Step in time with Stepp, the new three-piece runner's wearable

Running coaches are there to make clients run the right way, avoid injuries and hit milestones. A good coach is in your ear telling you to push, or lengthen or shorten your stride. Most fitness trackers can’t do that, they’re limited by the tech — simple wrist bands can’t accurately track stride length or hip tilt. Contrary to the name, however, Stepp real-time running coach isn’t just a step counter. With its varied sensor placement, Stepp can track a greater range of motion than can most other wearables.

Now up on Kickstarter, Stepp is a three-piece device that attaches at the hip and to both shoes to record form data for the lower body. Using this info Stepp makes auditory suggestions to avoid pain and fatigue in the long run (pun intended), and to help improve performance. Stepp covers the obvious things like speed and cadence, but also makes real-time suggestions based on stride length, strike type, foot contact time and angle, swing speed, hip tilt, running balance, leg imbalances, knee and ankle impact force, and vertical movement.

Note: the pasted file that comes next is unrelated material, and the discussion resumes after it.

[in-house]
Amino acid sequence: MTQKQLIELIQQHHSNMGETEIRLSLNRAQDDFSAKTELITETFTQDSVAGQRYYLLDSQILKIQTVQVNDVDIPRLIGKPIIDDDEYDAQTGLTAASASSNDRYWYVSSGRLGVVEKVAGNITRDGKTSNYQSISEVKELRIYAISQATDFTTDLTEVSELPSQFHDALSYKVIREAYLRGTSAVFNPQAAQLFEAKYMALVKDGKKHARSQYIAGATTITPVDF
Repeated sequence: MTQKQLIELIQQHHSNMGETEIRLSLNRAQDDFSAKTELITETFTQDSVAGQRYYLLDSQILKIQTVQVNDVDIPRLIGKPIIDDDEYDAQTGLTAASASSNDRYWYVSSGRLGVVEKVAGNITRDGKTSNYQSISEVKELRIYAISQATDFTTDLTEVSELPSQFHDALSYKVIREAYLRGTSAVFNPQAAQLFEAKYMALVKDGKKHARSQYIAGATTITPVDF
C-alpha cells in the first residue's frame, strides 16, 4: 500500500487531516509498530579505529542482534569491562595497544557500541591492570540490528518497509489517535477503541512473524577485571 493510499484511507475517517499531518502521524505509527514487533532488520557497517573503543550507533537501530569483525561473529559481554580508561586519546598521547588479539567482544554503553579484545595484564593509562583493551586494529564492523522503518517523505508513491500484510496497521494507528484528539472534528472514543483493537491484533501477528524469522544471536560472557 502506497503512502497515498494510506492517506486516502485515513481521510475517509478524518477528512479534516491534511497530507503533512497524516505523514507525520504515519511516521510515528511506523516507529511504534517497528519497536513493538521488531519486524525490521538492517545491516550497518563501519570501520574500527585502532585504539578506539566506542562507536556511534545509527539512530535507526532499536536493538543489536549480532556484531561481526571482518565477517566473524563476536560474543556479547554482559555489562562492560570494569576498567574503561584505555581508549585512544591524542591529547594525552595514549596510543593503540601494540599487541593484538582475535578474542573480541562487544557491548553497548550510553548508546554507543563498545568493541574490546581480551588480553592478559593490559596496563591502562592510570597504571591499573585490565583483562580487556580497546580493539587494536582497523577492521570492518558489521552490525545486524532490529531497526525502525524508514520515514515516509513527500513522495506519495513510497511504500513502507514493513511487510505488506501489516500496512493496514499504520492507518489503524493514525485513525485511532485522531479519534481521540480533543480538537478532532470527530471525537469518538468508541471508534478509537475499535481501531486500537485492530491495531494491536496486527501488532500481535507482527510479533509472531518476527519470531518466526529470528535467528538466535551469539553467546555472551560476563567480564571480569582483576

Runners don’t even need to bring a cellphone if they don’t want detailed feedback. Stepp’s feedback can be configured to relay audio based on target areas. Fisher Shuoyu, co-founder of VST Technologies, the company behind Stepp, said, “You can totally turn on only strike length and pelvis tilt.”

Stepp’s app, where settings like audio relay are adjusted, could be a great tool for coaches. Since others can review the data in real time and respond, coaches can help clients remotely.

The sensors are waterproof and run for about six hours on a charge. You can fill them up in a charging dock that works with any USB plug. Stepp comes in different colors to ensure it doesn’t offend your fashion sense.

Stretch goals include adding smart watch support. Unfortunately, the campaign is only just over halfway to its $70,000 goal. If the goal is reached by October 8, however, VST Technology plans to deliver Stepp in July 2017. Backers can grab a Stepp sensor set for $120, saving 40 percent over the $199 retail price.

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